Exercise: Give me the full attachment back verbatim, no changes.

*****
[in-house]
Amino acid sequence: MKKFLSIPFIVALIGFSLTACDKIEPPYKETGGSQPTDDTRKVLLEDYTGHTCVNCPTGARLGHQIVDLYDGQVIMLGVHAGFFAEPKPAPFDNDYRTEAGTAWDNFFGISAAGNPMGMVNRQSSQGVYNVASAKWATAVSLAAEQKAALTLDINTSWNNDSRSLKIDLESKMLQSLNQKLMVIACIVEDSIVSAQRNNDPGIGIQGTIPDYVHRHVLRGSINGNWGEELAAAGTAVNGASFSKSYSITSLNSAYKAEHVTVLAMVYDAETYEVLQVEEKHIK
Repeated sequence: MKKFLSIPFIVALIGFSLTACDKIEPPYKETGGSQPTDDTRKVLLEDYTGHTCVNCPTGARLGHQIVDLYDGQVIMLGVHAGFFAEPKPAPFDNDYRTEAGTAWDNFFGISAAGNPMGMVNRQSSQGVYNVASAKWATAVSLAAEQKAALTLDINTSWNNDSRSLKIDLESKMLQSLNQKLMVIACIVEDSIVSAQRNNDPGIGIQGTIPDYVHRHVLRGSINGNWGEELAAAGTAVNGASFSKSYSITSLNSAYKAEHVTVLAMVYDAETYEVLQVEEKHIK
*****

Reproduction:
[in-house]
Amino acid sequence: MKKFLSIPFIVALIGFSLTACDKIEPPYKETGGSQPTDDTRKVLLEDYTGHTCVNCPTGARLGHQIVDLYDGQVIMLGVHAGFFAEPKPAPFDNDYRTEAGTAWDNFFGISAAGNPMGMVNRQSSQGVYNVASAKWATAVSLAAEQKAALTLDINTSWNNDSRSLKIDLESKMLQSLNQKLMVIACIVEDSIVSAQRNNDPGIGIQGTIPDYVHRHVLRGSINGNWGEELAAAGTAVNGASFSKSYSITSLNSAYKAEHVTVLAMVYDAETYEVLQVEEKHIK
Repeated sequence: MKKFLSIPFIVALIGFSLTACDKIEPPYKETGGSQPTDDTRKVLLEDYTGHTCVNCPTGARLGHQIVDLYDGQVIMLGVHAGFFAEPKPAPFDNDYRTEAGTAWDNFFGISAAGNPMGMVNRQSSQGVYNVASAKWATAVSLAAEQKAALTLDINTSWNNDSRSLKIDLESKMLQSLNQKLMVIACIVEDSIVSAQRNNDPGIGIQGTIPDYVHRHVLRGSINGNWGEELAAAGTAVNGASFSKSYSITSLNSAYKAEHVTVLAMVYDAETYEVLQVEEKHIK